Viet Nam quickly earned a special place in my heart because it represents a long list of firsts. I left for Ho Chi Minh City in the Lunar New Year of 2010, never having lived in a large city, that is, a city of much more than 100,000 inhabitants. Considering that I grew up in a town of less than 5,000, Saigon, as many people still call it, is absolutely huge by my standards and consists of anywhere between 8 and 10 million people. Perhaps more. My stay in Viet Nam has also been reason for my very first flight on an airplane, my first adventure off the North American continent and my first teaching position at any school. Not surprisingly, Viet Nam has also been the first place I have felt like a bit of an outsider. That being said, culture shock wasn’t and still isn’t much a concern for me; but I feel my experiences here have already changed my life and the person I am becoming.
Before ever exploring the world as a traveller and discovering Viet Nam as a tourist, I was thrust into the fray, the bosom of a foreign society, to undergo a trial by fire like I had never experienced. After two weeks at the new job I was driving myself on a rented motorbike from Phu My Hung in District 7, where I lived and held a company office, to District 6, where I taught children at a government run public school. The traffic in Saigon is absolutely terrifying. A sea of motorbikes speckled by four-wheeled vehicles and bicycles as well, cover the streets on their way to and from work. It’s important to have nerves of steel while operating a motorbike in busy traffic. Go with the flow or be one in the flock. This was the first time I had driven a two-wheeled vehicle much further than a hundred meters, maybe a little odd for a boy growing up in the Canadian countryside; still, it was as I expected once my confidence grew; pure joy. Among the first of what were many sublime realizations that this country stirred within me; there were many things to fall in love with in Viet Nam.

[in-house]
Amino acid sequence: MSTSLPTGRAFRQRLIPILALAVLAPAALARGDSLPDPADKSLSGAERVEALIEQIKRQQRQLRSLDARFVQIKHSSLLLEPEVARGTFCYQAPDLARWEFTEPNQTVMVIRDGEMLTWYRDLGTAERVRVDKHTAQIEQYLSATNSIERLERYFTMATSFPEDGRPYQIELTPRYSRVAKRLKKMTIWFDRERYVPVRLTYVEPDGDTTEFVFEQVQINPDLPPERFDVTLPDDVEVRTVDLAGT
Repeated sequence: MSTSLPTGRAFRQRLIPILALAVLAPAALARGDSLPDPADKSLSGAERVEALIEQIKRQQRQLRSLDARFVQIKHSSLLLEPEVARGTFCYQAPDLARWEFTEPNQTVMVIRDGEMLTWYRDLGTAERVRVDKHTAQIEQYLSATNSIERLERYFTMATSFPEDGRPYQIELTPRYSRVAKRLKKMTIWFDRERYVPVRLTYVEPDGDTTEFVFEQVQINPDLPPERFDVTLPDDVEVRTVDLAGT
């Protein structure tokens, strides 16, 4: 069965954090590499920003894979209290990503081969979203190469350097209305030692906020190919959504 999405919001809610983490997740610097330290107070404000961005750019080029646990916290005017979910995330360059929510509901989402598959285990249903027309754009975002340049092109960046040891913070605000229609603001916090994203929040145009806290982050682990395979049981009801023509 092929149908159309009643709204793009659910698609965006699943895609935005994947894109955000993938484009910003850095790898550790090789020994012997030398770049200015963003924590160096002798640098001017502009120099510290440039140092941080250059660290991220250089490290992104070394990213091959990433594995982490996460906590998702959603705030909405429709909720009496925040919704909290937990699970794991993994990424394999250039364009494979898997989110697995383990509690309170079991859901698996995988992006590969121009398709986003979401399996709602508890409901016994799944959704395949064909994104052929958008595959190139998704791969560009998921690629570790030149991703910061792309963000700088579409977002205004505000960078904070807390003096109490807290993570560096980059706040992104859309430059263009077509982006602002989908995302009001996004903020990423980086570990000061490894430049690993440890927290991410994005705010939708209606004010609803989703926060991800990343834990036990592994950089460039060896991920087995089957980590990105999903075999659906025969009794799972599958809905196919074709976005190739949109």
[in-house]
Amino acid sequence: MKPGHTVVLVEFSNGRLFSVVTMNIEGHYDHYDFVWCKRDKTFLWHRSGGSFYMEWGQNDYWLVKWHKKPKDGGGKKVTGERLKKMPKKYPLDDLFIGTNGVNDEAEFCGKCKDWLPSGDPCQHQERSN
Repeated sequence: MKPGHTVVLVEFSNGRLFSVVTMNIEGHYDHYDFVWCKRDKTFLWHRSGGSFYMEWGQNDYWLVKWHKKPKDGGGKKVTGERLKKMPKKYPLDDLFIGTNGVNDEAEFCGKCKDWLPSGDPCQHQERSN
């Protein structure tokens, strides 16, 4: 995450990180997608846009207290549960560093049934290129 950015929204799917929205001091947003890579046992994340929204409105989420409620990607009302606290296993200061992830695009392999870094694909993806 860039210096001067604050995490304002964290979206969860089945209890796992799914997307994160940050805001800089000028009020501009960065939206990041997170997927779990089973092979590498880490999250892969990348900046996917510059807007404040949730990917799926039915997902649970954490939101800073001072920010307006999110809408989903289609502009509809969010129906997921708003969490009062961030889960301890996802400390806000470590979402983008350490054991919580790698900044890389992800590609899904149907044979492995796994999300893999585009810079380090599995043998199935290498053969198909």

I can remember staring out the window like a child at a rainbow during the taxi-ride from the airport to my hotel. Seeing all the colours of the city at once, in awe and wonderment, exploded my imagination. I thought to myself, there is more to see in this city than I could have ever known. This is the most interesting city in the world. This memory is still as vivid as the day it was created more than a year later and within an hour of being in Saigon I was hooked. The colours, the sounds, the smells, the beautiful people and the delicious food, I couldn’t ask for more. Oh, well perhaps one more thing: a steady influx of money into a new bank account. Excellent. After three months, this new life of mine was starting to feel very good. I kept my nose to grindstone for this time and seeing how my colleagues felt after living hear for a number of years, I began to understand their reasons for never leaving. They enjoyed their lives. I could often see the stress that work caused, but the ends more than justified the means for them. A teacher’s salary can easily provide an upper class lifestyle and they made sure to take advantage of every free minute they had. However, under the candy coating of the expat life laid hidden dangers. Some of these dangers were things to be weary of for all people living in Saigon, but as I discovered, most reveal themselves only to expats and other foreign visitors.